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The original item was published from 4/14/2014 10:51:43 AM to 5/2/2014 12:10:01 AM.

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Fire Department

Posted on: April 14, 2014

[ARCHIVED] Fire Safety for Babies and Toddlers

Children under age 5 are twice as likely as the rest of us to die in a fire. Each year, thousands of children are injured or killed in home fires, and 40 percent of them are under age five. To help protect babies and toddlers from the devastating effects of fire, the United States Fire Administration (USFA), a division of the Federal Emergency Management Agency (FEMA), has begun a national public safety campaign. USFA is working with the American Academy of Pediatrics, NFPA, National SAFE KIDS Campaign and ZERO TO THREE to deliver this important message to parents and those who care for children under age 5:

PREPARE - Make your home safer from fire.
PRACTICE - Fire safety especially your home fire escape plan.
PREVENT THE UNTHINKABLE - When it comes to your family's smallest members, remember: Love alone won't save them. Practicing fire safety will.

Children and Fire

Matches, lighters, and other heat sources are the leading causes of fire-related deaths for children under age 5. In fact, toddlers actually cause a large number of home fires by playing with lighters and matches. Children have a natural curiosity about fire and you can't underestimate their ability to strike matches or start a lighter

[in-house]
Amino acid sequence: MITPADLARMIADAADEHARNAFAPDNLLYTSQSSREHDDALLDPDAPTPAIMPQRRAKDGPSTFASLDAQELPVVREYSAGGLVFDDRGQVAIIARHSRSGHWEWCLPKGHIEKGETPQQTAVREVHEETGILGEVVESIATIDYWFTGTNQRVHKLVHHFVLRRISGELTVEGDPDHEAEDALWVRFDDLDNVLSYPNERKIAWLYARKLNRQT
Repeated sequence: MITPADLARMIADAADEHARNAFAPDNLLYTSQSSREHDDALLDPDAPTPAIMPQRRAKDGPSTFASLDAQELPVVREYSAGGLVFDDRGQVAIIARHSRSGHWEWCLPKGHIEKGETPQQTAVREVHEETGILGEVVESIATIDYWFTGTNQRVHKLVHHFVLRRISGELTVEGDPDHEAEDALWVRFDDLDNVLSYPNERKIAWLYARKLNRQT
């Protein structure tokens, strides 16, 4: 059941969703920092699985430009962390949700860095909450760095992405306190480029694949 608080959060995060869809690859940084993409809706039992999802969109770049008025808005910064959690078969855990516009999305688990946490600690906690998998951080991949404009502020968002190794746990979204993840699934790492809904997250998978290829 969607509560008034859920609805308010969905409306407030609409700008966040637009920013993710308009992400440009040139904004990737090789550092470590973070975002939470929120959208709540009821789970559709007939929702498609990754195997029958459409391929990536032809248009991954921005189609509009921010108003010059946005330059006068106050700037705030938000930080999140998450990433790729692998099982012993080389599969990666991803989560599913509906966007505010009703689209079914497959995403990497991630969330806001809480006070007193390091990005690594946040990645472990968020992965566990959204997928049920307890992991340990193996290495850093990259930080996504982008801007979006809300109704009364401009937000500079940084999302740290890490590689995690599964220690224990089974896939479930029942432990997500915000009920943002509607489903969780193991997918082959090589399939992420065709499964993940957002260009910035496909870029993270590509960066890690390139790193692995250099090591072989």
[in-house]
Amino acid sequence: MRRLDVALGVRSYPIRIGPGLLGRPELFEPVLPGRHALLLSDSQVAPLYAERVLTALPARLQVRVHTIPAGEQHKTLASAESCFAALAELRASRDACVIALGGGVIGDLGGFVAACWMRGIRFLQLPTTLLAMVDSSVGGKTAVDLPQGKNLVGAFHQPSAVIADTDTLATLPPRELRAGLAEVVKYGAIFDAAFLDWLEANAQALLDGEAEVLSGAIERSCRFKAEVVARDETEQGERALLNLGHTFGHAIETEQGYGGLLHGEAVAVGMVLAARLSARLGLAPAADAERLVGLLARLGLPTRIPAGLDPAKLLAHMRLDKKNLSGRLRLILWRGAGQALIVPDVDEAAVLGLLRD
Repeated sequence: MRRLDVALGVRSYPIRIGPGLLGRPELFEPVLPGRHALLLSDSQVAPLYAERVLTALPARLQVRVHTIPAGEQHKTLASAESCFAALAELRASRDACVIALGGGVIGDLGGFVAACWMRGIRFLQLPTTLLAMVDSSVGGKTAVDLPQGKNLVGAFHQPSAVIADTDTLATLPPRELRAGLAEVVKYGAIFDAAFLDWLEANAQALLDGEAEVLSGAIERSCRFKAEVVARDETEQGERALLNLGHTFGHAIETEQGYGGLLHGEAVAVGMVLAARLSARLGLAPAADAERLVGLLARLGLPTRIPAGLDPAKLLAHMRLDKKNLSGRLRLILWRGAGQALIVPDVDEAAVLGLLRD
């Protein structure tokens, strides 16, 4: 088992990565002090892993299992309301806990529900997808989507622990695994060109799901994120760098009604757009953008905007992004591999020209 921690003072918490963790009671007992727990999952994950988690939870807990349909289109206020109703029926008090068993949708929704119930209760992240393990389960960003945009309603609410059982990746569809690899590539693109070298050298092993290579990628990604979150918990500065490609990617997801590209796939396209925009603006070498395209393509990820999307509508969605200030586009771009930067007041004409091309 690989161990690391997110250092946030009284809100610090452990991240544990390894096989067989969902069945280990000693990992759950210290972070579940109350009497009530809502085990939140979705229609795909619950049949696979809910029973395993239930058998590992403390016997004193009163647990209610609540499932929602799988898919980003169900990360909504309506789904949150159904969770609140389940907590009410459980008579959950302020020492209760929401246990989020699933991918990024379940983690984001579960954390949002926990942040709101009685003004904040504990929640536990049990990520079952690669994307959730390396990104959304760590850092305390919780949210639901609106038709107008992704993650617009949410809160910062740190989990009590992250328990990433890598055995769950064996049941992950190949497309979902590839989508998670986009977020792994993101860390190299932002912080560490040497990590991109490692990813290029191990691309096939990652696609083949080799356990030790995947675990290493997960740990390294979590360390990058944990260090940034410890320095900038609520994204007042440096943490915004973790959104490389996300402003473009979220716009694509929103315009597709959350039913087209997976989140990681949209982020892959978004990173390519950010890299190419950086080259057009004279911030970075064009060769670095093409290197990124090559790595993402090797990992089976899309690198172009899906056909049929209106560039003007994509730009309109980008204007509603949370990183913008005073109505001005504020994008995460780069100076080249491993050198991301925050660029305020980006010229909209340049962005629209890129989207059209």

Smoke Alarms

Two-thirds of home fires that kill children occur in homes without a working smoke alarm. When fire breaks out, you have only seconds to escape its heat, black smoke and deadly gases. Families can dramatically increase the chances of surviving a fire simply by installing and maintaining working smoke alarms. Most hardware, home supply, or general merchandise stores sell smoke alarms and their batteries. Some local fire departments offer smoke alarms at little or no cost.

Home Fire Escape Plan

Most of the families who have fire escape plans do not practice them. Consider that it takes just a few minutes, sometimes only seconds, for a fire to spread out of control. Then consider the difference that a well-rehearsed fire escape plan can make. Children as young as 3 can follow a fire escape plan that they have practiced often, and it can mean the difference between life and death.

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